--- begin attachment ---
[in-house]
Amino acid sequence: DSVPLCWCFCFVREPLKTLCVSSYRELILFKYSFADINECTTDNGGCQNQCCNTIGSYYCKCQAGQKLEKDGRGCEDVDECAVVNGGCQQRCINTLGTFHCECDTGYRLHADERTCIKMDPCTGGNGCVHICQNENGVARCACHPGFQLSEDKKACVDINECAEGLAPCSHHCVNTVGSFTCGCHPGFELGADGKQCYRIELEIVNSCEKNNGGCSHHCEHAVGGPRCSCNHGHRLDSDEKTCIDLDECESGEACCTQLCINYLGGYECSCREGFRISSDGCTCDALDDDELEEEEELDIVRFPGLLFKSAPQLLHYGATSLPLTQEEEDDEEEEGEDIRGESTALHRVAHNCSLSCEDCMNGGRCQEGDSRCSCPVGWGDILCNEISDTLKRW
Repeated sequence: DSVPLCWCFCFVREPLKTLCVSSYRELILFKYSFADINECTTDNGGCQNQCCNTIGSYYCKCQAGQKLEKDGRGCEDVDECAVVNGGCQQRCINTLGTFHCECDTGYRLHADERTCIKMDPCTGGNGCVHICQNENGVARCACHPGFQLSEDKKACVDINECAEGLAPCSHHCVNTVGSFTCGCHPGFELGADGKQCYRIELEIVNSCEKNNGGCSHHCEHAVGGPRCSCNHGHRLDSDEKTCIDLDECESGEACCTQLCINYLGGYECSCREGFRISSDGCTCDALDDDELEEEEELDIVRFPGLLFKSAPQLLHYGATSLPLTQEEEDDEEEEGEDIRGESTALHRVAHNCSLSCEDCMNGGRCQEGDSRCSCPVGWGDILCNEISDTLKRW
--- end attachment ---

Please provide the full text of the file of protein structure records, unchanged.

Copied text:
[in-house]
Amino acid sequence: DSVPLCWCFCFVREPLKTLCVSSYRELILFKYSFADINECTTDNGGCQNQCCNTIGSYYCKCQAGQKLEKDGRGCEDVDECAVVNGGCQQRCINTLGTFHCECDTGYRLHADERTCIKMDPCTGGNGCVHICQNENGVARCACHPGFQLSEDKKACVDINECAEGLAPCSHHCVNTVGSFTCGCHPGFELGADGKQCYRIELEIVNSCEKNNGGCSHHCEHAVGGPRCSCNHGHRLDSDEKTCIDLDECESGEACCTQLCINYLGGYECSCREGFRISSDGCTCDALDDDELEEEEELDIVRFPGLLFKSAPQLLHYGATSLPLTQEEEDDEEEEGEDIRGESTALHRVAHNCSLSCEDCMNGGRCQEGDSRCSCPVGWGDILCNEISDTLKRW
Repeated sequence: DSVPLCWCFCFVREPLKTLCVSSYRELILFKYSFADINECTTDNGGCQNQCCNTIGSYYCKCQAGQKLEKDGRGCEDVDECAVVNGGCQQRCINTLGTFHCECDTGYRLHADERTCIKMDPCTGGNGCVHICQNENGVARCACHPGFQLSEDKKACVDINECAEGLAPCSHHCVNTVGSFTCGCHPGFELGADGKQCYRIELEIVNSCEKNNGGCSHHCEHAVGGPRCSCNHGHRLDSDEKTCIDLDECESGEACCTQLCINYLGGYECSCREGFRISSDGCTCDALDDDELEEEEELDIVRFPGLLFKSAPQLLHYGATSLPLTQEEEDDEEEEGEDIRGESTALHRVAHNCSLSCEDCMNGGRCQEGDSRCSCPVGWGDILCNEISDTLKRW